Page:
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Alberta experts tap parents to create information for parenting with COVID

Children wearing face masks paint in a kindergarten in Ankara, Turkey, on June 1, 2021. Credit Image: © Mustafa Kaya/Xinhua via ZUMA Press

Parents unsure of how to navigate caring for their children during the COVID-19 pandemic have a new toolkit in their corner thanks to a pair of University of Alberta professors.

“The purpose behind this work is to break down barriers, to make complex health information accessible,” Shannon Scott, U of A nursing professor and Canada Research chair, said.

Videos and interactive infographics released by Scott and pediatrics professor Lisa Hartling cover caring for a child sick with COVID-19, vaccinations and how to socialize children during the pandemic and beyond.

For the past 15 years, Scott and Hartling have created similar resources for parents, addressing issues like croup.

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The final materials are designed for and with parents.

“This is not armchair theorizing. It’s not a bunch of academics sitting in offices thinking, ‘Hey, this is what parents need to know,’” Scott said. “We actually actively involve parents in all stages of development of these tools.”

Shortly after the pandemic’s onset in March 2020, the duo interviewed parents about their experiences with their children in the once-in-a-lifetime event. Scott said there was a lot of stigma around having a child who caught COVID in the first two waves of the pandemic, and saw that stigma decrease during the third wave – around the end of 2020.

“In the early interviews, parents talked a lot about confusion and uncertainty related to the changing recommendations around isolation and how to navigate this piece,” Scott said, noting more reliable information was more readily available as the early stages of the pandemic continued. “Of course, there are still lots of questions out there, but there was a bit more clear pathways in terms of where to access for certain types of information.”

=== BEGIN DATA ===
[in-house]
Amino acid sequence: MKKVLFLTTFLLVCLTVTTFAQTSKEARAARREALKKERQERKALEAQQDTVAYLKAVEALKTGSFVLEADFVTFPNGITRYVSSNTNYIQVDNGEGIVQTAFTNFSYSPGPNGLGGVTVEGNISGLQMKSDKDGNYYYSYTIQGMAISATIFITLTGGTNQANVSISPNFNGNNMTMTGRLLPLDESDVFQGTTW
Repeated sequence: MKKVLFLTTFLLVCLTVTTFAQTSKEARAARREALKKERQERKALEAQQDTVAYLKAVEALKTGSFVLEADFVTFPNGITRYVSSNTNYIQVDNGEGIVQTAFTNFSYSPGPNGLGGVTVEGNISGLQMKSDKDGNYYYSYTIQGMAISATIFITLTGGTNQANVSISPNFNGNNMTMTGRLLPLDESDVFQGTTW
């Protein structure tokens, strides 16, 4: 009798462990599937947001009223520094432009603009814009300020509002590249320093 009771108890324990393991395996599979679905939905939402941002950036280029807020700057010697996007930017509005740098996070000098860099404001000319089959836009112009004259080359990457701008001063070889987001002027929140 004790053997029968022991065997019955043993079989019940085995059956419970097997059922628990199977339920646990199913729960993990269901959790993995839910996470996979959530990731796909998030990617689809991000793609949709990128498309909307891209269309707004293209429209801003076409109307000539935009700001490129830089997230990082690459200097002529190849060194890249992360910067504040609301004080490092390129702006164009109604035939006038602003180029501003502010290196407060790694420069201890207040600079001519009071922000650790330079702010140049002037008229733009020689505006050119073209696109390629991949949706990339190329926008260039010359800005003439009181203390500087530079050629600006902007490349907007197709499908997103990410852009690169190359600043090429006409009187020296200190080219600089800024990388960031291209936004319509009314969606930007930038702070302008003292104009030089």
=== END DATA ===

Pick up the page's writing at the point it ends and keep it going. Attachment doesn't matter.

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More recent interviews revealed a new sentiment to Hartling.

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“They just really needed affirmation that it was okay to have questions, that everybody had many, many questions, and they really struggled over decisions for their child,” Hartling said. “I think they needed affirmation that decision-making in itself is challenging.

“We heard that parents were frustrated with the changing information, changing guidelines, etc., and where to go to and how to tell if something was reliable and valid, so we really tried in our tools to point parents to resources and organizations that are trustworthy.”

The videos are going to be added to the rotation of similar videos seen in more than 380 AHS facilities across the province. Health care systems in provinces like Manitoba and B.C. also use the videos the duo have helped create.

Translating Emergency Knowledge for Kids (TREKK) is another way for the COVID-related information to emergency departments.

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“It is a network that partners general emergency departments with pediatric emergency departments,” Scott said. We’ve helped develop that knowledge mobilization initiative over the last decade-plus.

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“They are great at disseminating information across the country and to parents.”

The bite-sized videos and infographics are also being shared online and on social media.

There are plans to translate the info into other languages, but that part of the project lacks funding.

COVID claims more lives in Alberta

The latest COVID-19 information release from the province showed the coronavirus continues to take lives in Alberta.

In the week ending Dec. 5, 46 new deaths were determined to be from COVID-19, bringing the pandemic death toll to 5,262. All of the deaths appear to be in Albertans 60+.

Hospitalizations and ICU cases were down from the week prior. Hospitalizations were down 35 to 1,042 this week, and ICU cases dipped by 8 to 38.

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The seven-day average positivity rate on PCR tests increased nearly half a per cent to 14.17 per cent, and the seven-day total of new documented cases was 1,147, 167 fewer from the previous week.

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PCR tests in Alberta are restricted to people with clinical risks or who live and/or work in high-risk settings.

Two hospitals in the Edmonton Zone, two in the Calgary Zone and one in the South Zone had COVID-19 outbreaks declared in the past week.

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Edmonton’s Misericordia Community Hospital had an outbreak declared on Nov. 30 when seven people tested positive in one unit and another unit had two people test positive for COVID on Dec. 2.

On Monday, the Royal Alexandra Hospital had a unit declare an outbreak when seven patients tested positive.

Calgary’s South Health Campus had a unit declare an outbreak on Wednesday and the Strathmore District Health Centre declared an outbreak on Monday when five patients tested positive.

The Chinook Regional Hospital also declared an outbreak in a unit on Monday, after three patients tested positive for COVID-19.

An outbreak is declared when it’s determined there has been COVID transmission in hospital.

Provincewide, 90 per cent of the 223 ICU beds were occupied on Wednesday.

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